It Will Take More Than Lower Mortgage Rates for a Housing Rall

The Federal Reserve is hoping that its latest interest-rate cut will help keep the economy safely at cruising altitude. But don’t expect it to provide much of a lift to the housing market.
Housing is one of the pathways by which Fed policy produces results. When the central bank cuts interest rates, it encourages people to buy houses (since mortgages are cheaper) and builders to ramp up construction (since demand is strong and borrowing is easier). Those decisions then ripple through the economy, as people buy furniture, builders hire workers and brokers cash their commission checks.
But housing isn’t the engine it once was. The sector is a smaller part of the economy than before the financial crisis, and a smaller share of Americans are homeowners. And with rates already low, it isn’t clear that a further cut by the Fed will do much for housing — if it lowers mortgage rates at all. (More about that in a minute.)
Interest rates still matter for housing. The Fed’s first two rate cuts this year helped stabilize the housing market, which had been heading for a major slump. On Wednesday, the Commerce Department said that construction added to gross domestic product in the third quarter after six quarters of contraction. And lower rates could give another jolt to a refinancing boom that has injected billions of dollars into the economy in recent months.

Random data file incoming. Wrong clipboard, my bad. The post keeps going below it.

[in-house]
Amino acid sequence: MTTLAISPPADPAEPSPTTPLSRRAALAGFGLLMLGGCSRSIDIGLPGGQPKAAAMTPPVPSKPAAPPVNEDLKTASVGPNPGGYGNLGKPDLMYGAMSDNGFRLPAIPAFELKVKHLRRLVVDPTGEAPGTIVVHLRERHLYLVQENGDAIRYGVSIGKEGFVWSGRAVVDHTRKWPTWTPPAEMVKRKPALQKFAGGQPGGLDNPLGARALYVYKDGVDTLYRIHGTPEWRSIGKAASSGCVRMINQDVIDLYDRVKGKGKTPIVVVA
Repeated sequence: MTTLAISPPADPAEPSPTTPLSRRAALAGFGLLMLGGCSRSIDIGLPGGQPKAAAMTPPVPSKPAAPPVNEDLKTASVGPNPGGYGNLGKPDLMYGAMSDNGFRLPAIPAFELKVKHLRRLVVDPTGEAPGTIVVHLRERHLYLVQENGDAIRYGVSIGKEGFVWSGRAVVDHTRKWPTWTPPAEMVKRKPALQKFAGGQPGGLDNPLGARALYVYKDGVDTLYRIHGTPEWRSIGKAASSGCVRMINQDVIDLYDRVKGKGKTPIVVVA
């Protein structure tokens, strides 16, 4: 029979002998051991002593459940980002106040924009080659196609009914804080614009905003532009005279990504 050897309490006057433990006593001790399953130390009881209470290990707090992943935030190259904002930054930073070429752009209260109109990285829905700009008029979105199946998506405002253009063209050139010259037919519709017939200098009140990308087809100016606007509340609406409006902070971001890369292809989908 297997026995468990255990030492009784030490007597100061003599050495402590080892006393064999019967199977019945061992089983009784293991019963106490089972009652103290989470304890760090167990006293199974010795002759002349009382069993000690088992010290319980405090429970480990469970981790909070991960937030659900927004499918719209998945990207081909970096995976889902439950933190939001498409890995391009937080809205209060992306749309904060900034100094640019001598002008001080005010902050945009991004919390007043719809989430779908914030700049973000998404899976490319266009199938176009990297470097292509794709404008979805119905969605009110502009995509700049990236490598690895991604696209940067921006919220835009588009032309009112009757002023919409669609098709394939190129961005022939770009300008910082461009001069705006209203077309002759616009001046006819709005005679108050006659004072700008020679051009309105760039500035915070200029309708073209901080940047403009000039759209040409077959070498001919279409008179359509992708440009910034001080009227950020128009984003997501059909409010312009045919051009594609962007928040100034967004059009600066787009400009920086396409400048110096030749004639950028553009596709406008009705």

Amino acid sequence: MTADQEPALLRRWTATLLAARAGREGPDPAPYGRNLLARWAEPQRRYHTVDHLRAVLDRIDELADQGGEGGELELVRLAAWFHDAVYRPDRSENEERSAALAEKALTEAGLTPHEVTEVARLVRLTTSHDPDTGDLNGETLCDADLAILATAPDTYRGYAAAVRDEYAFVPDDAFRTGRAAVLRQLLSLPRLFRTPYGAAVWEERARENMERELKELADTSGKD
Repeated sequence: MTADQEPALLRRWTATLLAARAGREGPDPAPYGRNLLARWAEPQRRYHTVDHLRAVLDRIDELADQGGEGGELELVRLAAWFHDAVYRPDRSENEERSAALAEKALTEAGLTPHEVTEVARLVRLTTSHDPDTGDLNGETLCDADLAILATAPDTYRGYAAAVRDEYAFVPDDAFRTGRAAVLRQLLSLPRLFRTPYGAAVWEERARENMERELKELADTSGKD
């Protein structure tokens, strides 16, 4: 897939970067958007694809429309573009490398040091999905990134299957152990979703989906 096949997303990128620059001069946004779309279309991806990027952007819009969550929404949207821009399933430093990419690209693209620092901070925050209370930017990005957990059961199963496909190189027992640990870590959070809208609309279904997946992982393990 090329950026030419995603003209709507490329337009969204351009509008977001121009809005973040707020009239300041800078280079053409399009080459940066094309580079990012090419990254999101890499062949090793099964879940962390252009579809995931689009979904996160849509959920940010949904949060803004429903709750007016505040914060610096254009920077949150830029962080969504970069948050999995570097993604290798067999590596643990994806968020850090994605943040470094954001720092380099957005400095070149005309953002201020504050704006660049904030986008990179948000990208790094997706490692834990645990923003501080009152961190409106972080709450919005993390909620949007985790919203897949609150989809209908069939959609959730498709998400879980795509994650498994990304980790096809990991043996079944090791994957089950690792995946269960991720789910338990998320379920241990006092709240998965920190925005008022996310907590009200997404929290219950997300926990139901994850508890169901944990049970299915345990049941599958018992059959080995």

But few economists expect the housing market to take off in response to this week’s rate cut, because rates aren’t what was holding back housing in the first place. Instead, they point to other factors.  
Interest rates don’t matter if no one will give you a loan in the first place. And a lot of would-be buyers are in that situation.  After the housing bubble burst over a decade ago, banks and other financial institutions became far more cautious in their lending, partly because of new federal rules meant to discourage risky loans. No one wants a return of the bubble-era “liar loans,” for which borrowers were allowed to state their income without verification. But some argue that the pendulum has swung too far the other way.
The typical home buyer today has a FICO credit score of 741, compared with 700 before the housing crisis, according to data from the Urban Institute. Hardly any buyers have a score below 650. Other measures of affordability likewise show that lending standards have loosened a bit in recent years but remain tighter than in the early 2000s, before the subprime lending boom..

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